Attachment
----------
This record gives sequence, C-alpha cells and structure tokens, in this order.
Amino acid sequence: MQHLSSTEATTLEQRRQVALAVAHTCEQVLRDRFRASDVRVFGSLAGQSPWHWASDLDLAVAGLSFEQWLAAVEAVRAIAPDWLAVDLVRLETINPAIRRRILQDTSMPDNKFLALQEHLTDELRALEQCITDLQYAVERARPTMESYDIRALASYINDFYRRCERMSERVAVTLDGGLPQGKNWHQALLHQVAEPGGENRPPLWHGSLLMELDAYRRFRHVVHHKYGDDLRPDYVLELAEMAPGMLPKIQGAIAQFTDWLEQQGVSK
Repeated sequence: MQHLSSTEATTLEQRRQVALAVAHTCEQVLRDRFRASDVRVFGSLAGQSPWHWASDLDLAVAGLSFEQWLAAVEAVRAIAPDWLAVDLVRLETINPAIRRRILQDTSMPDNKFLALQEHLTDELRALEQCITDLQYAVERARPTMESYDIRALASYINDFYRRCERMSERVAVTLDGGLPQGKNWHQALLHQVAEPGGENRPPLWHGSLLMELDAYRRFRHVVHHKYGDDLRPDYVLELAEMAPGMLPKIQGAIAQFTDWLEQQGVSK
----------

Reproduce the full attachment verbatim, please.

This record gives sequence, C-alpha cells and structure tokens, in this order.
Amino acid sequence: MQHLSSTEATTLEQRRQVALAVAHTCEQVLRDRFRASDVRVFGSLAGQSPWHWASDLDLAVAGLSFEQWLAAVEAVRAIAPDWLAVDLVRLETINPAIRRRILQDTSMPDNKFLALQEHLTDELRALEQCITDLQYAVERARPTMESYDIRALASYINDFYRRCERMSERVAVTLDGGLPQGKNWHQALLHQVAEPGGENRPPLWHGSLLMELDAYRRFRHVVHHKYGDDLRPDYVLELAEMAPGMLPKIQGAIAQFTDWLEQQGVSK
Repeated sequence: MQHLSSTEATTLEQRRQVALAVAHTCEQVLRDRFRASDVRVFGSLAGQSPWHWASDLDLAVAGLSFEQWLAAVEAVRAIAPDWLAVDLVRLETINPAIRRRILQDTSMPDNKFLALQEHLTDELRALEQCITDLQYAVERARPTMESYDIRALASYINDFYRRCERMSERVAVTLDGGLPQGKNWHQALLHQVAEPGGENRPPLWHGSLLMELDAYRRFRHVVHHKYGDDLRPDYVLELAEMAPGMLPKIQGAIAQFTDWLEQQGVSK